Report: Dodgers Close to Signing Chris Perez

Report: Dodgers Close to Signing Chris Perez

The Dodgers are reportedly close to signing reliever Chris Perez. How does he fit into the club's already crowded bullpen?

According to Dylan Hernandez of the LA Times, the Dodgers and free agent reliever Chris Perez are closing in on a one year deal. Terms of the contract are not yet known and no official announcement has been made. So let's assume that the deal goes through. How will it work for the Dodgers?

Pros

Perez, 28, has four straight years of closing experience, tallying at least 20 Saves in each of the past four seasons. Ned Colletti stated earlier in the winter that he wanted relievers in the pen who could close, even after re-signing Brian Wilson. Chris gives them just that.

Cons

Well, that wasn't a whole lot of pros. The cons are considerable. Perez surrendered 11 home runs in 54 innings last season, meaning one out of every five flyballs he served up left the park. He's had an erratic career, seeing his K/9 fluctuate from 10.74 all the way down to 5.88 and back up to 9 again. His control has never been great, with 3.78 walks per nine in his career. And while the home run rate is likely to lower after what appears to be an aberration, he still gives up about one every nine innings.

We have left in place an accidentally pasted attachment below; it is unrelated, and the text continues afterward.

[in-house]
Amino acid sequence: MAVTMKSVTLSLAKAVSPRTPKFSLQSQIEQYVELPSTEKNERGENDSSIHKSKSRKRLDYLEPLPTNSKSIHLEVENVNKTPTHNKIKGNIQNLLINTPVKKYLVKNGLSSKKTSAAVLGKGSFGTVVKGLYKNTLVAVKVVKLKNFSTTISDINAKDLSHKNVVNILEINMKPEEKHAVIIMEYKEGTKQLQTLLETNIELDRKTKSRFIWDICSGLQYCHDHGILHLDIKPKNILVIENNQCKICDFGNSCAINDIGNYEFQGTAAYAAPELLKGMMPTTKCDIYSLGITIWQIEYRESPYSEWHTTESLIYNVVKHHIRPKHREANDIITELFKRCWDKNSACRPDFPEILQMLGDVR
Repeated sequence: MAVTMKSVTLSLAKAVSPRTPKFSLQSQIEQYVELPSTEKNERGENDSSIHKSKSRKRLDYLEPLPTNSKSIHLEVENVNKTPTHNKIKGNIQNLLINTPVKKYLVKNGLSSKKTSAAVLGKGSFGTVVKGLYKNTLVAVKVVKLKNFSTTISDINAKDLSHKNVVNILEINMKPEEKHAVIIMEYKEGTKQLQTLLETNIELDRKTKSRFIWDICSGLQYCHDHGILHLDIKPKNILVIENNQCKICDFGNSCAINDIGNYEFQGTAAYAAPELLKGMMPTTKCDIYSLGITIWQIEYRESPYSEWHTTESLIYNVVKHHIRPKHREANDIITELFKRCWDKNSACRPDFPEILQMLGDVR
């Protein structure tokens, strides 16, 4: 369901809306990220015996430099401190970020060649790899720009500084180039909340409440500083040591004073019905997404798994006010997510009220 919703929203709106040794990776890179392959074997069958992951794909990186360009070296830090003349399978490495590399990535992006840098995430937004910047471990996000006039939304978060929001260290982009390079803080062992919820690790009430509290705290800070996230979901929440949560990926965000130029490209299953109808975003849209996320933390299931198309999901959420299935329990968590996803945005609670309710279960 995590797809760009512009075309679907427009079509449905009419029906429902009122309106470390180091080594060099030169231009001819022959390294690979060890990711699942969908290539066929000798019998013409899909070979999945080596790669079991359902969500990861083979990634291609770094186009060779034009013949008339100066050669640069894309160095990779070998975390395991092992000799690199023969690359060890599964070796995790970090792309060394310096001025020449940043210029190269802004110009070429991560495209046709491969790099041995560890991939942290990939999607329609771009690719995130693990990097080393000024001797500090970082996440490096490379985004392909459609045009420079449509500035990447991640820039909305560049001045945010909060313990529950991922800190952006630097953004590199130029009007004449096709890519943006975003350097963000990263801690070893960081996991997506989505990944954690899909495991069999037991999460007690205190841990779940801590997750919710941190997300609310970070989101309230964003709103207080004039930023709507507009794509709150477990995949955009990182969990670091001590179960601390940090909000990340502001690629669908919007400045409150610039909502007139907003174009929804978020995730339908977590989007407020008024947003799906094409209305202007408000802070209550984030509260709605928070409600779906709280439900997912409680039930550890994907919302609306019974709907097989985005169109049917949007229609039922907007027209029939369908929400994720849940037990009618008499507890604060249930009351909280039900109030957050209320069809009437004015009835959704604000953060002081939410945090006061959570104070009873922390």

More concerning is the fact that his fastball was a liability last year. Not only did he lose more than a mile per hour according to pitch f/x, the run value for the pitch was -15.4. He did have success with his slider, but given that those are his only two pitches, it's kind of important that he establishes the fastball.

The Verdict

This seems like a very Ned Colletti move, with a Kasten twist: take a "proven" closer, add him to an overcrowded bullpen, but only sign him for one year. With Jansen, Wilson, Howell and League making in excess of $5 million a year, this becomes one of the most expensive bullpens in history. It also takes a spot away from a younger player like Jose Dominguez or Yimi Garcia.

Overall, the fact that it's a one year deal means it's a low risk, medium reward deal that gives the Dodgers a guy with closing experience who will likely be spending most of his time pitching the 7th inning. I could think of worse deals (looking at you, League).

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